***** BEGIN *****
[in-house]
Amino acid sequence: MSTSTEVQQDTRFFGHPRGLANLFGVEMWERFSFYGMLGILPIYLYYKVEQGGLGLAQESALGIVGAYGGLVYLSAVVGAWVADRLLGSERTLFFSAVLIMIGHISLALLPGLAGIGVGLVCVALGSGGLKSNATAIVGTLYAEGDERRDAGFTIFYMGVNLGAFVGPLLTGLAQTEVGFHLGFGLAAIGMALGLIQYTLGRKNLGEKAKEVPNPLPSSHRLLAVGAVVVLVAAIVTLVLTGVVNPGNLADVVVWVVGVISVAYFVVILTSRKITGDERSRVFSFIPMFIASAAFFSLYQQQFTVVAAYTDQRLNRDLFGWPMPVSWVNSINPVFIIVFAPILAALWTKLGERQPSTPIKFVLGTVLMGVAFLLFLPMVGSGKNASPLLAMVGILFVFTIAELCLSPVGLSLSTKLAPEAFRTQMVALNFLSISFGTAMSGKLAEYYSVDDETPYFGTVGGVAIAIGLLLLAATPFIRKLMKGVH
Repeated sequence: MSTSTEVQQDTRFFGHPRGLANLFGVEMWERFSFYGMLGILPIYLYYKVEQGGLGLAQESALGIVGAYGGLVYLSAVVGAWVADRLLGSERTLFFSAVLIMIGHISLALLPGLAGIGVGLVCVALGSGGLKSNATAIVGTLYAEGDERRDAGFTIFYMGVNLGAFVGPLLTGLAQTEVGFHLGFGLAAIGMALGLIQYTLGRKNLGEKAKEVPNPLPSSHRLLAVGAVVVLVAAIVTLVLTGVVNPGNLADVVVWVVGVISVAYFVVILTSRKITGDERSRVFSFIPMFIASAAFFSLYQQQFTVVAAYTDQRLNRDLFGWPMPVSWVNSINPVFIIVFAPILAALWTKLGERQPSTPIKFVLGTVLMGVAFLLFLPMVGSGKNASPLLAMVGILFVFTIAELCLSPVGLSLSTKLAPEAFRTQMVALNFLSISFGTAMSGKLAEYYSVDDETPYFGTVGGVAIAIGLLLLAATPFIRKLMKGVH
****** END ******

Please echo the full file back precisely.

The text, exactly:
[in-house]
Amino acid sequence: MSTSTEVQQDTRFFGHPRGLANLFGVEMWERFSFYGMLGILPIYLYYKVEQGGLGLAQESALGIVGAYGGLVYLSAVVGAWVADRLLGSERTLFFSAVLIMIGHISLALLPGLAGIGVGLVCVALGSGGLKSNATAIVGTLYAEGDERRDAGFTIFYMGVNLGAFVGPLLTGLAQTEVGFHLGFGLAAIGMALGLIQYTLGRKNLGEKAKEVPNPLPSSHRLLAVGAVVVLVAAIVTLVLTGVVNPGNLADVVVWVVGVISVAYFVVILTSRKITGDERSRVFSFIPMFIASAAFFSLYQQQFTVVAAYTDQRLNRDLFGWPMPVSWVNSINPVFIIVFAPILAALWTKLGERQPSTPIKFVLGTVLMGVAFLLFLPMVGSGKNASPLLAMVGILFVFTIAELCLSPVGLSLSTKLAPEAFRTQMVALNFLSISFGTAMSGKLAEYYSVDDETPYFGTVGGVAIAIGLLLLAATPFIRKLMKGVH
Repeated sequence: MSTSTEVQQDTRFFGHPRGLANLFGVEMWERFSFYGMLGILPIYLYYKVEQGGLGLAQESALGIVGAYGGLVYLSAVVGAWVADRLLGSERTLFFSAVLIMIGHISLALLPGLAGIGVGLVCVALGSGGLKSNATAIVGTLYAEGDERRDAGFTIFYMGVNLGAFVGPLLTGLAQTEVGFHLGFGLAAIGMALGLIQYTLGRKNLGEKAKEVPNPLPSSHRLLAVGAVVVLVAAIVTLVLTGVVNPGNLADVVVWVVGVISVAYFVVILTSRKITGDERSRVFSFIPMFIASAAFFSLYQQQFTVVAAYTDQRLNRDLFGWPMPVSWVNSINPVFIIVFAPILAALWTKLGERQPSTPIKFVLGTVLMGVAFLLFLPMVGSGKNASPLLAMVGILFVFTIAELCLSPVGLSLSTKLAPEAFRTQMVALNFLSISFGTAMSGKLAEYYSVDDETPYFGTVGGVAIAIGLLLLAATPFIRKLMKGVH